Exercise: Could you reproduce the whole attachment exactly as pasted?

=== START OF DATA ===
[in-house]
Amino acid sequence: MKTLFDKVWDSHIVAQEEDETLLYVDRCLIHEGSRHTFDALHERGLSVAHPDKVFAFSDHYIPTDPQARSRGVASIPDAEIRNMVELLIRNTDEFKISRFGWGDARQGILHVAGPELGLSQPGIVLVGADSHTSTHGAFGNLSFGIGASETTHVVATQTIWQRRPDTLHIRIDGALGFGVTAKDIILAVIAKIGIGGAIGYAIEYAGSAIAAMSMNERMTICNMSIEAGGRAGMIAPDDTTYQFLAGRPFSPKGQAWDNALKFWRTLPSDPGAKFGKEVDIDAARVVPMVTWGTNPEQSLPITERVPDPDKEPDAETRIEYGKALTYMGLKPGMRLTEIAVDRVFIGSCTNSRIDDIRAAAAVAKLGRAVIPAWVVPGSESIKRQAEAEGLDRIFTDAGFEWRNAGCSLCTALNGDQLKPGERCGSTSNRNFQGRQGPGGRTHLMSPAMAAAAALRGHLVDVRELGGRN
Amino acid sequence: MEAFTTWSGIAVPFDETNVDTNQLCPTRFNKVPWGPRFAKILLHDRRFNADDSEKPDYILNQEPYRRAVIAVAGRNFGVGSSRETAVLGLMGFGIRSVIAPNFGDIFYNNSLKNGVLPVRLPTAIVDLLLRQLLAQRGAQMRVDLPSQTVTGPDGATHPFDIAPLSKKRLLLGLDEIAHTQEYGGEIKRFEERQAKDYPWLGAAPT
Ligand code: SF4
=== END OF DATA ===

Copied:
[in-house]
Amino acid sequence: MKTLFDKVWDSHIVAQEEDETLLYVDRCLIHEGSRHTFDALHERGLSVAHPDKVFAFSDHYIPTDPQARSRGVASIPDAEIRNMVELLIRNTDEFKISRFGWGDARQGILHVAGPELGLSQPGIVLVGADSHTSTHGAFGNLSFGIGASETTHVVATQTIWQRRPDTLHIRIDGALGFGVTAKDIILAVIAKIGIGGAIGYAIEYAGSAIAAMSMNERMTICNMSIEAGGRAGMIAPDDTTYQFLAGRPFSPKGQAWDNALKFWRTLPSDPGAKFGKEVDIDAARVVPMVTWGTNPEQSLPITERVPDPDKEPDAETRIEYGKALTYMGLKPGMRLTEIAVDRVFIGSCTNSRIDDIRAAAAVAKLGRAVIPAWVVPGSESIKRQAEAEGLDRIFTDAGFEWRNAGCSLCTALNGDQLKPGERCGSTSNRNFQGRQGPGGRTHLMSPAMAAAAALRGHLVDVRELGGRN
Amino acid sequence: MEAFTTWSGIAVPFDETNVDTNQLCPTRFNKVPWGPRFAKILLHDRRFNADDSEKPDYILNQEPYRRAVIAVAGRNFGVGSSRETAVLGLMGFGIRSVIAPNFGDIFYNNSLKNGVLPVRLPTAIVDLLLRQLLAQRGAQMRVDLPSQTVTGPDGATHPFDIAPLSKKRLLLGLDEIAHTQEYGGEIKRFEERQAKDYPWLGAAPT
Ligand code: SF4